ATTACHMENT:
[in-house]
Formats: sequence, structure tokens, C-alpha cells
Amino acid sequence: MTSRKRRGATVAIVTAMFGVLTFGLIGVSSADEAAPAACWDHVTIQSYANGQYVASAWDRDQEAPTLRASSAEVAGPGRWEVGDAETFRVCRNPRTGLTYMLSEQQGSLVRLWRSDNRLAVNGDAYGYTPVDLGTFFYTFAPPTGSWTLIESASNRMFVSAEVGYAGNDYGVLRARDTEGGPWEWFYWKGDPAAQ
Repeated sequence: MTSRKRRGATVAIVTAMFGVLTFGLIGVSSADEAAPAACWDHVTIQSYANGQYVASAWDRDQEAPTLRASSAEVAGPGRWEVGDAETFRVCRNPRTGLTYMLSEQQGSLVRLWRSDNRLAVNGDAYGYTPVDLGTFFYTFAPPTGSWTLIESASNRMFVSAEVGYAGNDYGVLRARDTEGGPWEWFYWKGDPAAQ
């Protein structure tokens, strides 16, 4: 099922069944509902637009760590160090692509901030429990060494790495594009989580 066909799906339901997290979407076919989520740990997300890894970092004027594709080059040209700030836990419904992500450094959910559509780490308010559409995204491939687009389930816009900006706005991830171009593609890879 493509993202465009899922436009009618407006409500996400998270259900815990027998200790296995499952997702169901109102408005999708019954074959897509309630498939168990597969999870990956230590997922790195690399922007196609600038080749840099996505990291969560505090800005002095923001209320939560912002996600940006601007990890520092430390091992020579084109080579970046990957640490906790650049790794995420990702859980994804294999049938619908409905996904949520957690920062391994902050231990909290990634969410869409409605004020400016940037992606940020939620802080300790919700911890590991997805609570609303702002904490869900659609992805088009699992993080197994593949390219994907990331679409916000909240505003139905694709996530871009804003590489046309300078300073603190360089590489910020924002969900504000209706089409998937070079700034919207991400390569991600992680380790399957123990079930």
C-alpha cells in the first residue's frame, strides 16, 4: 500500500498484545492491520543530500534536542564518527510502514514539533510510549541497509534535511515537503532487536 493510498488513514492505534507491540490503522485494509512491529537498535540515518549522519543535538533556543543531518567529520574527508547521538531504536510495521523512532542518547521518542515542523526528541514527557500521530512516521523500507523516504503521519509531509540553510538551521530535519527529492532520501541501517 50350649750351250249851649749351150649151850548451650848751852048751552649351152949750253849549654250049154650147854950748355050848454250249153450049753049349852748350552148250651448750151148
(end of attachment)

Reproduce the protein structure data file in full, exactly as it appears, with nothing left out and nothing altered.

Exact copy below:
[in-house]
Formats: sequence, structure tokens, C-alpha cells
Amino acid sequence: MTSRKRRGATVAIVTAMFGVLTFGLIGVSSADEAAPAACWDHVTIQSYANGQYVASAWDRDQEAPTLRASSAEVAGPGRWEVGDAETFRVCRNPRTGLTYMLSEQQGSLVRLWRSDNRLAVNGDAYGYTPVDLGTFFYTFAPPTGSWTLIESASNRMFVSAEVGYAGNDYGVLRARDTEGGPWEWFYWKGDPAAQ
Repeated sequence: MTSRKRRGATVAIVTAMFGVLTFGLIGVSSADEAAPAACWDHVTIQSYANGQYVASAWDRDQEAPTLRASSAEVAGPGRWEVGDAETFRVCRNPRTGLTYMLSEQQGSLVRLWRSDNRLAVNGDAYGYTPVDLGTFFYTFAPPTGSWTLIESASNRMFVSAEVGYAGNDYGVLRARDTEGGPWEWFYWKGDPAAQ
């Protein structure tokens, strides 16, 4: 099922069944509902637009760590160090692509901030429990060494790495594009989580 066909799906339901997290979407076919989520740990997300890894970092004027594709080059040209700030836990419904992500450094959910559509780490308010559409995204491939687009389930816009900006706005991830171009593609890879 493509993202465009899922436009009618407006409500996400998270259900815990027998200790296995499952997702169901109102408005999708019954074959897509309630498939168990597969999870990956230590997922790195690399922007196609600038080749840099996505990291969560505090800005002095923001209320939560912002996600940006601007990890520092430390091992020579084109080579970046990957640490906790650049790794995420990702859980994804294999049938619908409905996904949520957690920062391994902050231990909290990634969410869409409605004020400016940037992606940020939620802080300790919700911890590991997805609570609303702002904490869900659609992805088009699992993080197994593949390219994907990331679409916000909240505003139905694709996530871009804003590489046309300078300073603190360089590489910020924002969900504000209706089409998937070079700034919207991400390569991600992680380790399957123990079930």
C-alpha cells in the first residue's frame, strides 16, 4: 500500500498484545492491520543530500534536542564518527510502514514539533510510549541497509534535511515537503532487536 493510498488513514492505534507491540490503522485494509512491529537498535540515518549522519543535538533556543543531518567529520574527508547521538531504536510495521523512532542518547521518542515542523526528541514527557500521530512516521523500507523516504503521519509531509540553510538551521530535519527529492532520501541501517 50350649750351250249851649749351150649151850548451650848751852048751552649351152949750253849549654250049154650147854950748355050848454250249153450049753049349852748350552148250651448750151148